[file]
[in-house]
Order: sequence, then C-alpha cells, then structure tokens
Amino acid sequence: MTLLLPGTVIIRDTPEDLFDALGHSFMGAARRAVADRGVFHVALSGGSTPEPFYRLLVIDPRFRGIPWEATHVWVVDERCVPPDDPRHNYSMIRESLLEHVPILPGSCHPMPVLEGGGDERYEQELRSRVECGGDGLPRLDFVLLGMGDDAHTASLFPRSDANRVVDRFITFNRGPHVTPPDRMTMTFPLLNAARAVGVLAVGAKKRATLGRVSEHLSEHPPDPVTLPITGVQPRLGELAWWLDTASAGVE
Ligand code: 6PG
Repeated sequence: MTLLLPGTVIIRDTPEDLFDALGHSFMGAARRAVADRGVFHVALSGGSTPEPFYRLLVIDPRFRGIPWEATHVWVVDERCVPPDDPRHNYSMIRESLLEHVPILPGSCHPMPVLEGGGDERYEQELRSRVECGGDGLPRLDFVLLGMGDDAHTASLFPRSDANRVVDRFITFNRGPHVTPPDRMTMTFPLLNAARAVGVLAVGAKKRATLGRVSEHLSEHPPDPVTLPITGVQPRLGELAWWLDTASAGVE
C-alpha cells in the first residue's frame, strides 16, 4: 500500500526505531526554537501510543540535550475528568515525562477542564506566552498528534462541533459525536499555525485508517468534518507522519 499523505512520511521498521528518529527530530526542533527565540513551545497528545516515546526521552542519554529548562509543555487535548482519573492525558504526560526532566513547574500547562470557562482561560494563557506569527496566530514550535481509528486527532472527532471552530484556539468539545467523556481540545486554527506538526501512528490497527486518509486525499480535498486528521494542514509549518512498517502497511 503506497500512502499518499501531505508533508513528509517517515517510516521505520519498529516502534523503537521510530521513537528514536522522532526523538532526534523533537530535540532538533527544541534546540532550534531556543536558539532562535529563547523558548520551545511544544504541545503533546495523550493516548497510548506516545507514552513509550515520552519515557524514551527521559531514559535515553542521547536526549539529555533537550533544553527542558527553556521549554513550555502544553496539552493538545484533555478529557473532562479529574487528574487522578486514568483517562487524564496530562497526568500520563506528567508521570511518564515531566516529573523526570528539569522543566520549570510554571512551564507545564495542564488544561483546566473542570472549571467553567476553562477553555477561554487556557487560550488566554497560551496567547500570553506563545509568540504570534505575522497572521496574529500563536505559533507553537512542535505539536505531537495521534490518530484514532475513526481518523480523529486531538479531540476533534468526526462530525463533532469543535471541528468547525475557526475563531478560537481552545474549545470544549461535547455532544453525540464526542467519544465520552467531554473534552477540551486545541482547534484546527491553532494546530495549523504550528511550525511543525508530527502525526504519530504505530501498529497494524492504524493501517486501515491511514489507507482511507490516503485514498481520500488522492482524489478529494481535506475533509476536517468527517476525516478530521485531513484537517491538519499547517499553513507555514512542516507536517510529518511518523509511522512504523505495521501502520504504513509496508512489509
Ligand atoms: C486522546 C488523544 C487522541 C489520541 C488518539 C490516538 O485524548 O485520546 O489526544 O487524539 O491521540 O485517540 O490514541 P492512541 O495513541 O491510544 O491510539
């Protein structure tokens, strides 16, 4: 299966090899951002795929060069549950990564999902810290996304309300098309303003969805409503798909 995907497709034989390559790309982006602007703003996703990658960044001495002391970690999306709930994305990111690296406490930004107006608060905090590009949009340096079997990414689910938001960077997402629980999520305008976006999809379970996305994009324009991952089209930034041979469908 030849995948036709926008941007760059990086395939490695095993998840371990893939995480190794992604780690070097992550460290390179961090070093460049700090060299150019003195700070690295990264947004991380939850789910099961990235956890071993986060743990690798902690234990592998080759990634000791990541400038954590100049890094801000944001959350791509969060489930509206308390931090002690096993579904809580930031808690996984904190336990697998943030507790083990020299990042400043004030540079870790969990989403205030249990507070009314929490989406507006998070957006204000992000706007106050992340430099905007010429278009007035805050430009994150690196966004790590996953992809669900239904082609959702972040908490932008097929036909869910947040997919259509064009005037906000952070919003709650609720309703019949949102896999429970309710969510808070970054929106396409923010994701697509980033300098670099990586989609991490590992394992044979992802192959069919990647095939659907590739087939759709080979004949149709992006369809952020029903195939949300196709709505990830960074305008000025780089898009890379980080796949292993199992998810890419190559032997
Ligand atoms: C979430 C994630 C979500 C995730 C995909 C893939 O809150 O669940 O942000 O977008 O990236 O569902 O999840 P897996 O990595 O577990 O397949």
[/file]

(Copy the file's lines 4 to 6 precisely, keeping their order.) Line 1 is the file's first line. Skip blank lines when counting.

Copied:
Ligand code: 6PG
Repeated sequence: MTLLLPGTVIIRDTPEDLFDALGHSFMGAARRAVADRGVFHVALSGGSTPEPFYRLLVIDPRFRGIPWEATHVWVVDERCVPPDDPRHNYSMIRESLLEHVPILPGSCHPMPVLEGGGDERYEQELRSRVECGGDGLPRLDFVLLGMGDDAHTASLFPRSDANRVVDRFITFNRGPHVTPPDRMTMTFPLLNAARAVGVLAVGAKKRATLGRVSEHLSEHPPDPVTLPITGVQPRLGELAWWLDTASAGVE
C-alpha cells in the first residue's frame, strides 16, 4: 500500500526505531526554537501510543540535550475528568515525562477542564506566552498528534462541533459525536499555525485508517468534518507522519 499523505512520511521498521528518529527530530526542533527565540513551545497528545516515546526521552542519554529548562509543555487535548482519573492525558504526560526532566513547574500547562470557562482561560494563557506569527496566530514550535481509528486527532472527532471552530484556539468539545467523556481540545486554527506538526501512528490497527486518509486525499480535498486528521494542514509549518512498517502497511 503506497500512502499518499501531505508533508513528509517517515517510516521505520519498529516502534523503537521510530521513537528514536522522532526523538532526534523533537530535540532538533527544541534546540532550534531556543536558539532562535529563547523558548520551545511544544504541545503533546495523550493516548497510548506516545507514552513509550515520552519515557524514551527521559531514559535515553542521547536526549539529555533537550533544553527542558527553556521549554513550555502544553496539552493538545484533555478529557473532562479529574487528574487522578486514568483517562487524564496530562497526568500520563506528567508521570511518564515531566516529573523526570528539569522543566520549570510554571512551564507545564495542564488544561483546566473542570472549571467553567476553562477553555477561554487556557487560550488566554497560551496567547500570553506563545509568540504570534505575522497572521496574529500563536505559533507553537512542535505539536505531537495521534490518530484514532475513526481518523480523529486531538479531540476533534468526526462530525463533532469543535471541528468547525475557526475563531478560537481552545474549545470544549461535547455532544453525540464526542467519544465520552467531554473534552477540551486545541482547534484546527491553532494546530495549523504550528511550525511543525508530527502525526504519530504505530501498529497494524492504524493501517486501515491511514489507507482511507490516503485514498481520500488522492482524489478529494481535506475533509476536517468527517476525516478530521485531513484537517491538519499547517499553513507555514512542516507536517510529518511518523509511522512504523505495521501502520504504513509496508512489509